As I’m skipping the chapters supposedly refuting the cases for Bacon, Marlowe, and Oxford, let’s now take a look at chapter 5 – ‘The unusual suspects’. This chapter has other candidates than the above as its focus but it also has a number of arguments worth reviewing.
The claim is made that, unlike the professional scholars, those favoring any alternative candidate to the man from Stratford, don’t follow the standard scientific method of starting with a hypothesis, then analyzing the data, and then making logical conclusions based on that data.
Unlike the professionals, it’s claimed that the amateurs (a loosely used term since some anti-Stratfordians are professional scholars that publish in this field) begin with an unsubstantiated premise and reason from that. Unfortunately for this argument, it’s both unsubstantiated and false.
It’s unsubstantiated because there is no data presented to demonstrate that none of the proposed candidates have data to support an argument for their premise. In fact, the doubters have been pointing out the lack of corroborating authorship data for the Stratfordian model for decades. But that hasn’t stopped the professionals from assuming their premise that William of Stratford was the writer we know as Shakespeare. There is a pittance of data in the previous three chapters that is claimed to refute the cases for three of the candidates but it’s laughable. And as the doubters have been showing, not only is there a lack of proof of the orthodox position’s premise, they can’t account for much of the data put forth by the opposition of the writer Shakespeare’s qualifications. It’s not a reasonable response, say, to the detailed data showing Shakespeare’s knowledge of Italy, that the author could get it all from books and by casual listening to travelers with first-hand experience in Italy. Which books contain each piece of the data? Or which Italian travelers did William have extensive talks with about their travels? And how did he have this knowledge by the earliest play that contains it?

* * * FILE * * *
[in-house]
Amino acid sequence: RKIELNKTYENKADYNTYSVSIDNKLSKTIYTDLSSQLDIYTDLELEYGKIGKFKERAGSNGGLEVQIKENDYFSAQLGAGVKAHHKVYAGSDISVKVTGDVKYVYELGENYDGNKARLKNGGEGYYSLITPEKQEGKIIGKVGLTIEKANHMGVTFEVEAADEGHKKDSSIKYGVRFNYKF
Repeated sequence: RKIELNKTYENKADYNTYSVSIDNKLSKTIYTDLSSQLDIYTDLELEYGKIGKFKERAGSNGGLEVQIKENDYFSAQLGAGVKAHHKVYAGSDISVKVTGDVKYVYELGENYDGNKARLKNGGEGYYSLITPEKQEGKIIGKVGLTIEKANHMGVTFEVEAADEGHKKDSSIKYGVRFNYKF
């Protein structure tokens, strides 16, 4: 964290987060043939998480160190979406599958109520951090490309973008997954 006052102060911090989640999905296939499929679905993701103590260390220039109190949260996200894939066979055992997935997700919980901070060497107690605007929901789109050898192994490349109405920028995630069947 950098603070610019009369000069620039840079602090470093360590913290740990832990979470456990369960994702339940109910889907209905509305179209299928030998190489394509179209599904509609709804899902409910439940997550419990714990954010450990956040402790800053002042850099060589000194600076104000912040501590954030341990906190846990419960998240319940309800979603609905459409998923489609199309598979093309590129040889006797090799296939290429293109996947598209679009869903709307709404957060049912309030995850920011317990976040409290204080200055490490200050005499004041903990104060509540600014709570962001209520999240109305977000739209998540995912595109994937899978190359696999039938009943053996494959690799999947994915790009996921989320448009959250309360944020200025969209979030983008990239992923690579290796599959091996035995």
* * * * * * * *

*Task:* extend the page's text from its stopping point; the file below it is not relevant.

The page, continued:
There is also the claim that “All of these nominations are equally invalid; none has a greater claim than any of the others.” The citation for this claim is the Shakespeare Bites Back: Not So Anonymous ebook, which had each point answered by Exposing an Industry in Denial http://doubtaboutwill.org/exposing
Again, the claim that all alternative candidate nominations are equally invalid is not substantiated with any evidence. But it is an interesting question that some anti-Stratfordians have considered. It would be helpful if further research was done to try and come to greater agreement on what qualities the writer Shakespeare can be said to have had and then to sift out as many candidates as possible. But that would require greater cordiality on the side of mainstream scholars. And since there’s been no comparison (that I know of) of all evidence of the various candidates it’s just a senseless statement to say that none of them has a better case than any of the others. How is that conclusion following the standard scientific method? In fact, there’s the additional claim that, by the doubter’s standards of research, “Nearly any name of any person living in Shakespeare’s day” can be a candidate. Here we can witness some pure irrationality. Who do they think will be convinced by such a statement?
It’s also said that “.. we should want to look at the theoretical framework of each case. What kind of an argument is being made? …then we will make clear just how each argument does not stand up to historical fact and/or rationality.” That seems sensible, but you should not only look at each theoretical framework and the ‘kind’ of argument used within it, you should also look at, and try to understand from the other side’s viewpoint, the data and reasoning that go with them. After reading the three cases from the earlier chapters it’s obvious that this wasn’t done. And since the author believes that they are ALL EQUALLY invalid, it should follow that they will never actually, that is seriously, examine any contrary evidence.
A final statement to comment on from this chapter is that “Do we not see this as a severe problem, not just for the study of Shakespeare, but more importantly for the very way that we conduct historical research?” From what we’ve already looked at, when Diana Price argued against the Stratfordian acceptance of posthumous assumptions of William’s authorship, the rest of us do have a concern with how some of the Stratfordian academics are doing some of this historical research. Certainly the doubters have some flawed data and arguments, and the worst of it is getting winnowed out over time, but when the scholarly community appears to have abandoned rational research on such a fascinating question, you can only expect that it will be filled by some with fewer resources. It’s impressive then that the so-called amateurs seem to be outpacing traditional scholars in this area.